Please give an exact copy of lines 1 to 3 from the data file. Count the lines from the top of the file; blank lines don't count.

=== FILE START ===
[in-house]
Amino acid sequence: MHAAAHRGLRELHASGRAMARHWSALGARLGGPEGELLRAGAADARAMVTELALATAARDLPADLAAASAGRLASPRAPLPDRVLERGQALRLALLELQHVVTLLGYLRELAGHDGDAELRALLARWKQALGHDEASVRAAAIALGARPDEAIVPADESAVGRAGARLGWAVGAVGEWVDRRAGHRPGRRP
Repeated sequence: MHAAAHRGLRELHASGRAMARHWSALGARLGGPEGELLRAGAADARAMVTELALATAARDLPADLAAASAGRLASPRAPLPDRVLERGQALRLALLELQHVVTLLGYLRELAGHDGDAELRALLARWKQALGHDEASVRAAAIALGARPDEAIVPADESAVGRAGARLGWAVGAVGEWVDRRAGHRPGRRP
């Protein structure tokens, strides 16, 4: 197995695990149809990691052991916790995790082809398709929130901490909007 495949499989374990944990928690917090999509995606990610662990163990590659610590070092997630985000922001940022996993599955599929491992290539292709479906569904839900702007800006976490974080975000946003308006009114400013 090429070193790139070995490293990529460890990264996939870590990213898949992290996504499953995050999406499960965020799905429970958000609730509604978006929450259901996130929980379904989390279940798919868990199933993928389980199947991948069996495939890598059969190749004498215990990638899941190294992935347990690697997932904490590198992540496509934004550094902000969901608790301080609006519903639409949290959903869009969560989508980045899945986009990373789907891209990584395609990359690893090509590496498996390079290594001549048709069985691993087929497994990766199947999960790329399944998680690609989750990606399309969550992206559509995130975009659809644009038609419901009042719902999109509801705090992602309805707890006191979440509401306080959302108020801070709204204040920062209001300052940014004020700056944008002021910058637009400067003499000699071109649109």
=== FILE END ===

[in-house]
Amino acid sequence: MHAAAHRGLRELHASGRAMARHWSALGARLGGPEGELLRAGAADARAMVTELALATAARDLPADLAAASAGRLASPRAPLPDRVLERGQALRLALLELQHVVTLLGYLRELAGHDGDAELRALLARWKQALGHDEASVRAAAIALGARPDEAIVPADESAVGRAGARLGWAVGAVGEWVDRRAGHRPGRRP
Repeated sequence: MHAAAHRGLRELHASGRAMARHWSALGARLGGPEGELLRAGAADARAMVTELALATAARDLPADLAAASAGRLASPRAPLPDRVLERGQALRLALLELQHVVTLLGYLRELAGHDGDAELRALLARWKQALGHDEASVRAAAIALGARPDEAIVPADESAVGRAGARLGWAVGAVGEWVDRRAGHRPGRRP